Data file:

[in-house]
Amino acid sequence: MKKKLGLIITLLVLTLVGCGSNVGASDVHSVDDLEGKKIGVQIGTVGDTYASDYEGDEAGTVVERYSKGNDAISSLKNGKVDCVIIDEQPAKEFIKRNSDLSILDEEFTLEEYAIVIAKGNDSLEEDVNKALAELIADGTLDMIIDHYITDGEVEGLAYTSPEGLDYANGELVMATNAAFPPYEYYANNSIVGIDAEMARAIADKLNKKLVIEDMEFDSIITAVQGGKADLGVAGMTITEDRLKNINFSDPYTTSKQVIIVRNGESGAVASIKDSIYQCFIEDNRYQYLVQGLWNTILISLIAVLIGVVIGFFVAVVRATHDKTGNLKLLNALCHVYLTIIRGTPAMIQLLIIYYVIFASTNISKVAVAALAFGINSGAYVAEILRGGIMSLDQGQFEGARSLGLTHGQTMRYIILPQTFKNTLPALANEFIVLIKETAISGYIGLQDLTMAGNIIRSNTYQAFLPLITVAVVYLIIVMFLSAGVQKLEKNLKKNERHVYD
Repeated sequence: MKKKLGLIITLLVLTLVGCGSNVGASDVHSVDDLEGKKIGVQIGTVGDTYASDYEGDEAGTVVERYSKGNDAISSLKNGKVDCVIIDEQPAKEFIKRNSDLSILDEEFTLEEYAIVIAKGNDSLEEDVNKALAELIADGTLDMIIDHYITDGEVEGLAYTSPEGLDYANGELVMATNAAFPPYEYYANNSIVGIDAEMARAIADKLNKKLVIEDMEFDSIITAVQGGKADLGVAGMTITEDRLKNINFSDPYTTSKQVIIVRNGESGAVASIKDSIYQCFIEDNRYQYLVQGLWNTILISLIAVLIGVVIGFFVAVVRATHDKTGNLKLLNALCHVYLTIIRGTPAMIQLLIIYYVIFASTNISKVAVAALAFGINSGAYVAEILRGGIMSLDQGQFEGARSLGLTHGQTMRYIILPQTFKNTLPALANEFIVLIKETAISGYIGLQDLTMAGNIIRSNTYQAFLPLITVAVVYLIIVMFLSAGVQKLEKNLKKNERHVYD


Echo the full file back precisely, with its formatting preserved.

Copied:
[in-house]
Amino acid sequence: MKKKLGLIITLLVLTLVGCGSNVGASDVHSVDDLEGKKIGVQIGTVGDTYASDYEGDEAGTVVERYSKGNDAISSLKNGKVDCVIIDEQPAKEFIKRNSDLSILDEEFTLEEYAIVIAKGNDSLEEDVNKALAELIADGTLDMIIDHYITDGEVEGLAYTSPEGLDYANGELVMATNAAFPPYEYYANNSIVGIDAEMARAIADKLNKKLVIEDMEFDSIITAVQGGKADLGVAGMTITEDRLKNINFSDPYTTSKQVIIVRNGESGAVASIKDSIYQCFIEDNRYQYLVQGLWNTILISLIAVLIGVVIGFFVAVVRATHDKTGNLKLLNALCHVYLTIIRGTPAMIQLLIIYYVIFASTNISKVAVAALAFGINSGAYVAEILRGGIMSLDQGQFEGARSLGLTHGQTMRYIILPQTFKNTLPALANEFIVLIKETAISGYIGLQDLTMAGNIIRSNTYQAFLPLITVAVVYLIIVMFLSAGVQKLEKNLKKNERHVYD
Repeated sequence: MKKKLGLIITLLVLTLVGCGSNVGASDVHSVDDLEGKKIGVQIGTVGDTYASDYEGDEAGTVVERYSKGNDAISSLKNGKVDCVIIDEQPAKEFIKRNSDLSILDEEFTLEEYAIVIAKGNDSLEEDVNKALAELIADGTLDMIIDHYITDGEVEGLAYTSPEGLDYANGELVMATNAAFPPYEYYANNSIVGIDAEMARAIADKLNKKLVIEDMEFDSIITAVQGGKADLGVAGMTITEDRLKNINFSDPYTTSKQVIIVRNGESGAVASIKDSIYQCFIEDNRYQYLVQGLWNTILISLIAVLIGVVIGFFVAVVRATHDKTGNLKLLNALCHVYLTIIRGTPAMIQLLIIYYVIFASTNISKVAVAALAFGINSGAYVAEILRGGIMSLDQGQFEGARSLGLTHGQTMRYIILPQTFKNTLPALANEFIVLIKETAISGYIGLQDLTMAGNIIRSNTYQAFLPLITVAVVYLIIVMFLSAGVQKLEKNLKKNERHVYD